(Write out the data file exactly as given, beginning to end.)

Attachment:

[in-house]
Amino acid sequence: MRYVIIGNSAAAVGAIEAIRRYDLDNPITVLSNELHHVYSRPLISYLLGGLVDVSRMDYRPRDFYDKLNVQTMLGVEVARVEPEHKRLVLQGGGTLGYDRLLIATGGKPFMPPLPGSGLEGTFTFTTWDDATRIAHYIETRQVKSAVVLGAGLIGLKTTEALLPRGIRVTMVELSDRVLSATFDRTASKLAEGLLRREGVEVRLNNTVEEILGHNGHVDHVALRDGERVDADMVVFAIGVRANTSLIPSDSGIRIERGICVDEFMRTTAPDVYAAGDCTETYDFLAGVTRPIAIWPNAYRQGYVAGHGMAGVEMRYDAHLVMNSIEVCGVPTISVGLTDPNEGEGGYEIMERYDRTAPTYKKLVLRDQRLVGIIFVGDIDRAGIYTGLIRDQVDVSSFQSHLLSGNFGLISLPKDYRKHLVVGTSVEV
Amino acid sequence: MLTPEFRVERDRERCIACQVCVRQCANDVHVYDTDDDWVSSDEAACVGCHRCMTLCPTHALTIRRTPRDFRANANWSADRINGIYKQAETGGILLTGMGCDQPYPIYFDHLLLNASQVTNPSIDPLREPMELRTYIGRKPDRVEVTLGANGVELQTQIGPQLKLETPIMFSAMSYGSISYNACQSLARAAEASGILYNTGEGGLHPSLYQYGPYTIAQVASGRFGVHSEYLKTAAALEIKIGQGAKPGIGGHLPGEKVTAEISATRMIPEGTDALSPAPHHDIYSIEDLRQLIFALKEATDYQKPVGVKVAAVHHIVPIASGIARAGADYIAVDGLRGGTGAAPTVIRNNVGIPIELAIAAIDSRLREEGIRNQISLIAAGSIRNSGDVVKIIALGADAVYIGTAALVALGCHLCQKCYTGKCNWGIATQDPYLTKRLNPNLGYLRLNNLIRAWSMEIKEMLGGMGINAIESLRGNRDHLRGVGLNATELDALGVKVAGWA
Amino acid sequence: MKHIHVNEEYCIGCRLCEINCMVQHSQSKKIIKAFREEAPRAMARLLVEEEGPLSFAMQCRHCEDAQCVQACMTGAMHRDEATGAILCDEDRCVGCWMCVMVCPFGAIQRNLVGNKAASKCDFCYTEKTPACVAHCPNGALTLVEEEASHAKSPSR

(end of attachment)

[in-house]
Amino acid sequence: MRYVIIGNSAAAVGAIEAIRRYDLDNPITVLSNELHHVYSRPLISYLLGGLVDVSRMDYRPRDFYDKLNVQTMLGVEVARVEPEHKRLVLQGGGTLGYDRLLIATGGKPFMPPLPGSGLEGTFTFTTWDDATRIAHYIETRQVKSAVVLGAGLIGLKTTEALLPRGIRVTMVELSDRVLSATFDRTASKLAEGLLRREGVEVRLNNTVEEILGHNGHVDHVALRDGERVDADMVVFAIGVRANTSLIPSDSGIRIERGICVDEFMRTTAPDVYAAGDCTETYDFLAGVTRPIAIWPNAYRQGYVAGHGMAGVEMRYDAHLVMNSIEVCGVPTISVGLTDPNEGEGGYEIMERYDRTAPTYKKLVLRDQRLVGIIFVGDIDRAGIYTGLIRDQVDVSSFQSHLLSGNFGLISLPKDYRKHLVVGTSVEV
Amino acid sequence: MLTPEFRVERDRERCIACQVCVRQCANDVHVYDTDDDWVSSDEAACVGCHRCMTLCPTHALTIRRTPRDFRANANWSADRINGIYKQAETGGILLTGMGCDQPYPIYFDHLLLNASQVTNPSIDPLREPMELRTYIGRKPDRVEVTLGANGVELQTQIGPQLKLETPIMFSAMSYGSISYNACQSLARAAEASGILYNTGEGGLHPSLYQYGPYTIAQVASGRFGVHSEYLKTAAALEIKIGQGAKPGIGGHLPGEKVTAEISATRMIPEGTDALSPAPHHDIYSIEDLRQLIFALKEATDYQKPVGVKVAAVHHIVPIASGIARAGADYIAVDGLRGGTGAAPTVIRNNVGIPIELAIAAIDSRLREEGIRNQISLIAAGSIRNSGDVVKIIALGADAVYIGTAALVALGCHLCQKCYTGKCNWGIATQDPYLTKRLNPNLGYLRLNNLIRAWSMEIKEMLGGMGINAIESLRGNRDHLRGVGLNATELDALGVKVAGWA
Amino acid sequence: MKHIHVNEEYCIGCRLCEINCMVQHSQSKKIIKAFREEAPRAMARLLVEEEGPLSFAMQCRHCEDAQCVQACMTGAMHRDEATGAILCDEDRCVGCWMCVMVCPFGAIQRNLVGNKAASKCDFCYTEKTPACVAHCPNGALTLVEEEASHAKSPSR